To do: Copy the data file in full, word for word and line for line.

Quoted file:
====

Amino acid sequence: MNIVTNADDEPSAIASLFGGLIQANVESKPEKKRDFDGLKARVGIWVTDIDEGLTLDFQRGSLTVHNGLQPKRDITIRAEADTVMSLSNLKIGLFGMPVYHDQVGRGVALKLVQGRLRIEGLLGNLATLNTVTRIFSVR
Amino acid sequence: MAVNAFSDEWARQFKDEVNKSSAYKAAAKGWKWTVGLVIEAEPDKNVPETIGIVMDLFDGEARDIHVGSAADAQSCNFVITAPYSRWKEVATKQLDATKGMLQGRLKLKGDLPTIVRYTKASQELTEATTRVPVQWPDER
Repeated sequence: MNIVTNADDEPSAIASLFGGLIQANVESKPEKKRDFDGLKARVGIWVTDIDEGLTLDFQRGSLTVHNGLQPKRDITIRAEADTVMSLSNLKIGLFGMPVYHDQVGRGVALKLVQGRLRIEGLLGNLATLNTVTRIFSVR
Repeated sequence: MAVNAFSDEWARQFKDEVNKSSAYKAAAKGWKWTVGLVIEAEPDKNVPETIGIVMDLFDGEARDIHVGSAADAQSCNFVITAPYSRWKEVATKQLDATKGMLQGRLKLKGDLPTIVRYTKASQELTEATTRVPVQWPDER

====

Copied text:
Amino acid sequence: MNIVTNADDEPSAIASLFGGLIQANVESKPEKKRDFDGLKARVGIWVTDIDEGLTLDFQRGSLTVHNGLQPKRDITIRAEADTVMSLSNLKIGLFGMPVYHDQVGRGVALKLVQGRLRIEGLLGNLATLNTVTRIFSVR
Amino acid sequence: MAVNAFSDEWARQFKDEVNKSSAYKAAAKGWKWTVGLVIEAEPDKNVPETIGIVMDLFDGEARDIHVGSAADAQSCNFVITAPYSRWKEVATKQLDATKGMLQGRLKLKGDLPTIVRYTKASQELTEATTRVPVQWPDER
Repeated sequence: MNIVTNADDEPSAIASLFGGLIQANVESKPEKKRDFDGLKARVGIWVTDIDEGLTLDFQRGSLTVHNGLQPKRDITIRAEADTVMSLSNLKIGLFGMPVYHDQVGRGVALKLVQGRLRIEGLLGNLATLNTVTRIFSVR
Repeated sequence: MAVNAFSDEWARQFKDEVNKSSAYKAAAKGWKWTVGLVIEAEPDKNVPETIGIVMDLFDGEARDIHVGSAADAQSCNFVITAPYSRWKEVATKQLDATKGMLQGRLKLKGDLPTIVRYTKASQELTEATTRVPVQWPDER